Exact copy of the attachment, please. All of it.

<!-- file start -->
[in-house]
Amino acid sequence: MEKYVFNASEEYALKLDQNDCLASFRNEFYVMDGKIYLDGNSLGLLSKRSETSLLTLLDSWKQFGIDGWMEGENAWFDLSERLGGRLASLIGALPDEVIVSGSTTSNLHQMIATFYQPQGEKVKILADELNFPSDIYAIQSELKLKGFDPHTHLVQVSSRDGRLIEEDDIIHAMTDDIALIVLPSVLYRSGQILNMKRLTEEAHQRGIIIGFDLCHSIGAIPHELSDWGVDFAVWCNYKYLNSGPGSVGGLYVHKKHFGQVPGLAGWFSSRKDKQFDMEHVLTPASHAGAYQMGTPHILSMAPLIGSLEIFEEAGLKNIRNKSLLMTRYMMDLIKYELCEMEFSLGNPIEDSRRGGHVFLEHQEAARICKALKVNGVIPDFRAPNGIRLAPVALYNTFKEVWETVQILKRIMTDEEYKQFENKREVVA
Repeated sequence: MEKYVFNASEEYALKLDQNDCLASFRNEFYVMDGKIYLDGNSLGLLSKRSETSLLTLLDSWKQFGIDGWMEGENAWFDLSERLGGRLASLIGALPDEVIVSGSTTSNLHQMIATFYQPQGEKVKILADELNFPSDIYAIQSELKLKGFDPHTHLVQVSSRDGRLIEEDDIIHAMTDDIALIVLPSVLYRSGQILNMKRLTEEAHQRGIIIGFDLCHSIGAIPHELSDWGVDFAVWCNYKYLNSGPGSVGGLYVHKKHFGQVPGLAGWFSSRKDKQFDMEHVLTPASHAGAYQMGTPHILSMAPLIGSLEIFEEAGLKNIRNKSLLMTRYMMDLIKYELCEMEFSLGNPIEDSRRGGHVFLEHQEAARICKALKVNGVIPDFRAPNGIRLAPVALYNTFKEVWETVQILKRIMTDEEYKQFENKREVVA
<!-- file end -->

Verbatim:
[in-house]
Amino acid sequence: MEKYVFNASEEYALKLDQNDCLASFRNEFYVMDGKIYLDGNSLGLLSKRSETSLLTLLDSWKQFGIDGWMEGENAWFDLSERLGGRLASLIGALPDEVIVSGSTTSNLHQMIATFYQPQGEKVKILADELNFPSDIYAIQSELKLKGFDPHTHLVQVSSRDGRLIEEDDIIHAMTDDIALIVLPSVLYRSGQILNMKRLTEEAHQRGIIIGFDLCHSIGAIPHELSDWGVDFAVWCNYKYLNSGPGSVGGLYVHKKHFGQVPGLAGWFSSRKDKQFDMEHVLTPASHAGAYQMGTPHILSMAPLIGSLEIFEEAGLKNIRNKSLLMTRYMMDLIKYELCEMEFSLGNPIEDSRRGGHVFLEHQEAARICKALKVNGVIPDFRAPNGIRLAPVALYNTFKEVWETVQILKRIMTDEEYKQFENKREVVA
Repeated sequence: MEKYVFNASEEYALKLDQNDCLASFRNEFYVMDGKIYLDGNSLGLLSKRSETSLLTLLDSWKQFGIDGWMEGENAWFDLSERLGGRLASLIGALPDEVIVSGSTTSNLHQMIATFYQPQGEKVKILADELNFPSDIYAIQSELKLKGFDPHTHLVQVSSRDGRLIEEDDIIHAMTDDIALIVLPSVLYRSGQILNMKRLTEEAHQRGIIIGFDLCHSIGAIPHELSDWGVDFAVWCNYKYLNSGPGSVGGLYVHKKHFGQVPGLAGWFSSRKDKQFDMEHVLTPASHAGAYQMGTPHILSMAPLIGSLEIFEEAGLKNIRNKSLLMTRYMMDLIKYELCEMEFSLGNPIEDSRRGGHVFLEHQEAARICKALKVNGVIPDFRAPNGIRLAPVALYNTFKEVWETVQILKRIMTDEEYKQFENKREVVA